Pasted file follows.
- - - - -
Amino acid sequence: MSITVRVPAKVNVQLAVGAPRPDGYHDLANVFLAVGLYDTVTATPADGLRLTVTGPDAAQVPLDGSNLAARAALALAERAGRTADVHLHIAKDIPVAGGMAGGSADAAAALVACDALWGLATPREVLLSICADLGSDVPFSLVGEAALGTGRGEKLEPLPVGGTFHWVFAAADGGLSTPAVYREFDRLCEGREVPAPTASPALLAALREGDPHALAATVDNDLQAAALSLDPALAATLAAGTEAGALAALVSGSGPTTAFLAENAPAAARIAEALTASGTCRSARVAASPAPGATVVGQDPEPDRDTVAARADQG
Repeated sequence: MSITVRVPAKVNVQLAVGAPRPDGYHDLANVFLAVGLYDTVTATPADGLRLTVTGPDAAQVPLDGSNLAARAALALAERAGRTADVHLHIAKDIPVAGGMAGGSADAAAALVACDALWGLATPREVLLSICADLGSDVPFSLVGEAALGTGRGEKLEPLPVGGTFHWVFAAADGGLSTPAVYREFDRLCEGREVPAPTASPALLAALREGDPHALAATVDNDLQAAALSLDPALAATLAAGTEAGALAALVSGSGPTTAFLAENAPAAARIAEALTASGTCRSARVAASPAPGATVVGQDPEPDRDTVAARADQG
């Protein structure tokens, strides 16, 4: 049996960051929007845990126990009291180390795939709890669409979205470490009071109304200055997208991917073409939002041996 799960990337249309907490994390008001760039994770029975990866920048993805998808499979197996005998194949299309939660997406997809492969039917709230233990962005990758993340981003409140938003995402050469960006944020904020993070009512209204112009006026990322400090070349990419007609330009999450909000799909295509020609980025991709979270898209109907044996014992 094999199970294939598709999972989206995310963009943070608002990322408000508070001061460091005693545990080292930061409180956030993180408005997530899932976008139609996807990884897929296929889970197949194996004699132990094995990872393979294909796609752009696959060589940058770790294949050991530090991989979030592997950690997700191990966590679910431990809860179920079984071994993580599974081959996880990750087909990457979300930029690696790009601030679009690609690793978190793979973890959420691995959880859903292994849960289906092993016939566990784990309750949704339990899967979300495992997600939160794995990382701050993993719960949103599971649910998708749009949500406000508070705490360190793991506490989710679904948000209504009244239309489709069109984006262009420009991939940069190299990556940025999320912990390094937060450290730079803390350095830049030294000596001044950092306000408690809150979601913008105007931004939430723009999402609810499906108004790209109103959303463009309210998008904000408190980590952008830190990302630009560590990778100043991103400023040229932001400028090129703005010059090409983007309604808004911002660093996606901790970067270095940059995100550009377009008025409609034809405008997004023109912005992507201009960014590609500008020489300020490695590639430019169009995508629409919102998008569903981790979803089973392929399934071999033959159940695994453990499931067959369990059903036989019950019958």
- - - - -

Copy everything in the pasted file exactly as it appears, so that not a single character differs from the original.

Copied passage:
Amino acid sequence: MSITVRVPAKVNVQLAVGAPRPDGYHDLANVFLAVGLYDTVTATPADGLRLTVTGPDAAQVPLDGSNLAARAALALAERAGRTADVHLHIAKDIPVAGGMAGGSADAAAALVACDALWGLATPREVLLSICADLGSDVPFSLVGEAALGTGRGEKLEPLPVGGTFHWVFAAADGGLSTPAVYREFDRLCEGREVPAPTASPALLAALREGDPHALAATVDNDLQAAALSLDPALAATLAAGTEAGALAALVSGSGPTTAFLAENAPAAARIAEALTASGTCRSARVAASPAPGATVVGQDPEPDRDTVAARADQG
Repeated sequence: MSITVRVPAKVNVQLAVGAPRPDGYHDLANVFLAVGLYDTVTATPADGLRLTVTGPDAAQVPLDGSNLAARAALALAERAGRTADVHLHIAKDIPVAGGMAGGSADAAAALVACDALWGLATPREVLLSICADLGSDVPFSLVGEAALGTGRGEKLEPLPVGGTFHWVFAAADGGLSTPAVYREFDRLCEGREVPAPTASPALLAALREGDPHALAATVDNDLQAAALSLDPALAATLAAGTEAGALAALVSGSGPTTAFLAENAPAAARIAEALTASGTCRSARVAASPAPGATVVGQDPEPDRDTVAARADQG
């Protein structure tokens, strides 16, 4: 049996960051929007845990126990009291180390795939709890669409979205470490009071109304200055997208991917073409939002041996 799960990337249309907490994390008001760039994770029975990866920048993805998808499979197996005998194949299309939660997406997809492969039917709230233990962005990758993340981003409140938003995402050469960006944020904020993070009512209204112009006026990322400090070349990419007609330009999450909000799909295509020609980025991709979270898209109907044996014992 094999199970294939598709999972989206995310963009943070608002990322408000508070001061460091005693545990080292930061409180956030993180408005997530899932976008139609996807990884897929296929889970197949194996004699132990094995990872393979294909796609752009696959060589940058770790294949050991530090991989979030592997950690997700191990966590679910431990809860179920079984071994993580599974081959996880990750087909990457979300930029690696790009601030679009690609690793978190793979973890959420691995959880859903292994849960289906092993016939566990784990309750949704339990899967979300495992997600939160794995990382701050993993719960949103599971649910998708749009949500406000508070705490360190793991506490989710679904948000209504009244239309489709069109984006262009420009991939940069190299990556940025999320912990390094937060450290730079803390350095830049030294000596001044950092306000408690809150979601913008105007931004939430723009999402609810499906108004790209109103959303463009309210998008904000408190980590952008830190990302630009560590990778100043991103400023040229932001400028090129703005010059090409983007309604808004911002660093996606901790970067270095940059995100550009377009008025409609034809405008997004023109912005992507201009960014590609500008020489300020490695590639430019169009995508629409919102998008569903981790979803089973392929399934071999033959159940695994453990499931067959369990059903036989019950019958």